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November 2014


As predicted, the summer rains are late but hopefully by the time this article is published, they will have arrived and summer plant growth will be in full swing. Regrettably this also means that our alien invasive plants will also be awakening from their winter dormancy. It is perhaps opportune that we now review and summarize what we discussed last year, so that, (hopefully) you are well prepared to take on the aliens this season!!
Invaders currently flowering are: Syringa (Meliaazerderach), Yellow Bells (Tecomastans), Crofton Weed (Ageratinaadenophora), Cat’s Claw Creeper (Dolichandra unguis-cacti) and Jacaranda (Jacaranda mimosifolia), so look out for these and prepare to eradicate them BEFORE they set seed. Other weeds discussed in previous issues are: Pompom (Campulocliniummacrocephalum), Lantana (Lantana camara), Bugweed (Solanummauritianum), Pine and Gum (Eucalyptus spp) species.
Identification and control methods are as follows:

Syringa (Maksering):

a well-known fast growing tree with dark- green, glossy, compound leaves with serrated margins, lilac flowers, green berries becoming yellow and wrinkled when ripe.


Yellow Bells (Geelklokkies):

a small tree or shrub with compound leaves with sharply serrated margins, bright yellow, trumpet-shaped flowers, fruit a 150 mm long pod splitting to release wind dispersed, papery, winged seeds.

Control: both the above species can be controlled by an application of 5% Hatchet or Chopper in water, applied to a freshly, low-cut stump with a low pressure hand sprayer, avoiding run-off onto soil.


as it is a perennial herb which dies back each winter, it is unlikely to be seen currently in grassland. However the pink, fluffy flower-heads are most evident from December onwards. It grows to 1,5 m and the stem and leaves are covered in rough, bristly hairs. Leaves are light green with serrated margins.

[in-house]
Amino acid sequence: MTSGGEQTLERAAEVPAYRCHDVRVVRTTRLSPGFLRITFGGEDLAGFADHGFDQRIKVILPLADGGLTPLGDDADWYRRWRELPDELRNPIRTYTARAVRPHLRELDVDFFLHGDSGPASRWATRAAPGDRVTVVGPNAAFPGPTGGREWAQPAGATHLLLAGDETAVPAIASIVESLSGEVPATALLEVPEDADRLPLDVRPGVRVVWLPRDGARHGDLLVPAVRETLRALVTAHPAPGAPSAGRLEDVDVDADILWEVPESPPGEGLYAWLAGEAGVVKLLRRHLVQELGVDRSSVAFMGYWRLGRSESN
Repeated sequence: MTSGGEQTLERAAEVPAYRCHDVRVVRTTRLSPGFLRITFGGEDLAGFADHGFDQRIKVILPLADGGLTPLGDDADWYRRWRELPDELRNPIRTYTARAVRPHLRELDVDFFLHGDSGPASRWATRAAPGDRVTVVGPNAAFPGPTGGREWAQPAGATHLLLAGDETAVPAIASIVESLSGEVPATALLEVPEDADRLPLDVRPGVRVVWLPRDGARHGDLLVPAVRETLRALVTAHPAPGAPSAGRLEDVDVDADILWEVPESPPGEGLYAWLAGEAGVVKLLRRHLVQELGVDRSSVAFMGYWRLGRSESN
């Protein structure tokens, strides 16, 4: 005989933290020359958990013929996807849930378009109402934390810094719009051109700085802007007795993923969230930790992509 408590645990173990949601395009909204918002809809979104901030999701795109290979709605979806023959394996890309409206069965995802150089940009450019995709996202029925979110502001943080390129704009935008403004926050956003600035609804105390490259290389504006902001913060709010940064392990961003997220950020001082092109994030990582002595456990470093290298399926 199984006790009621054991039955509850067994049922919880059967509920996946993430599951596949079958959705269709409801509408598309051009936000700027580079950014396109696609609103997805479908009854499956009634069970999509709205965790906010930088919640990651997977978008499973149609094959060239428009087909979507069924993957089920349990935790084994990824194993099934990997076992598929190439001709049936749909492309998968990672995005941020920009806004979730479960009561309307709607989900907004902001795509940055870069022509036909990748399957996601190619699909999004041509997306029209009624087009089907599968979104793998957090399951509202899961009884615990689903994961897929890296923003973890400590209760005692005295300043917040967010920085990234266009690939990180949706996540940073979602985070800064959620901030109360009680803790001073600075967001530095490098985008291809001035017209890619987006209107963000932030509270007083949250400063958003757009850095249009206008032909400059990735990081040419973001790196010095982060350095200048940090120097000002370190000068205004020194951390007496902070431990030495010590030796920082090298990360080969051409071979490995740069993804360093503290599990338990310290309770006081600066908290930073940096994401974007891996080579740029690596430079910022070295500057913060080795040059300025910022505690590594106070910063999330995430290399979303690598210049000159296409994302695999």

Control: Plants can be dug out taking care to remove the entire deep rootstock. If it is a low infestation flower-heads can be cut off and burned to prevent seed dispersal. , but take care to mark plants for treatment with Brush Off or Nicanor (16 gm in water in a 16 liter knapsack sprayer) or if not near a water source a 5% solution of Plenum can be used. Ensure that the entire plant is drenched.


Probably does not require a description but is an untidy scrambler, up to 2 m tall, covered in stiff hairs or re-curved prickles, crushed leaves are pungent smelling and are a skin irritant, flowers in compact clusters and multi-coloured; fruit is a green berry turning black at maturity.

Control: hand-pull small plants, but large plants need to be cut back and stumps painted with a 5% solution of Chopper or Hatchet or a 2% solution of Plenum in water. Plants up to 1 m can be foliar sprayed.

Bugweed: (Luisboom):

Also well known, a shrub or tree with pale green foliage covered in felty hairs; leaves strong smelling when crushed; flowers purple in terminal clusters and fruit is green turning yellow in terminal clusters.

Control: plants up to waist height can be sprayed with Starane (20 ml per 16 liter water in a knapsack sprayer). Larger plants need to be cut back  and a stump treatment applied (3% solution of Hatchet or Chopper or 500 ml per 16 liter sprayer).

Pine and gum:

most pines can simply be cut down and do not re-grow.  All gums require cutting down and a stump treatment of 5-10% solution of Chopper or Hatchet in water applied mainly on the cambium (inner bark layer) Stump re-growth requires a foliar treatment of Nicanor or Brush Off when knee high (125 gm per 100 liter water).

In all the above cases, the addition of a wetter agent to prevent run-off of herbicide is recommended.

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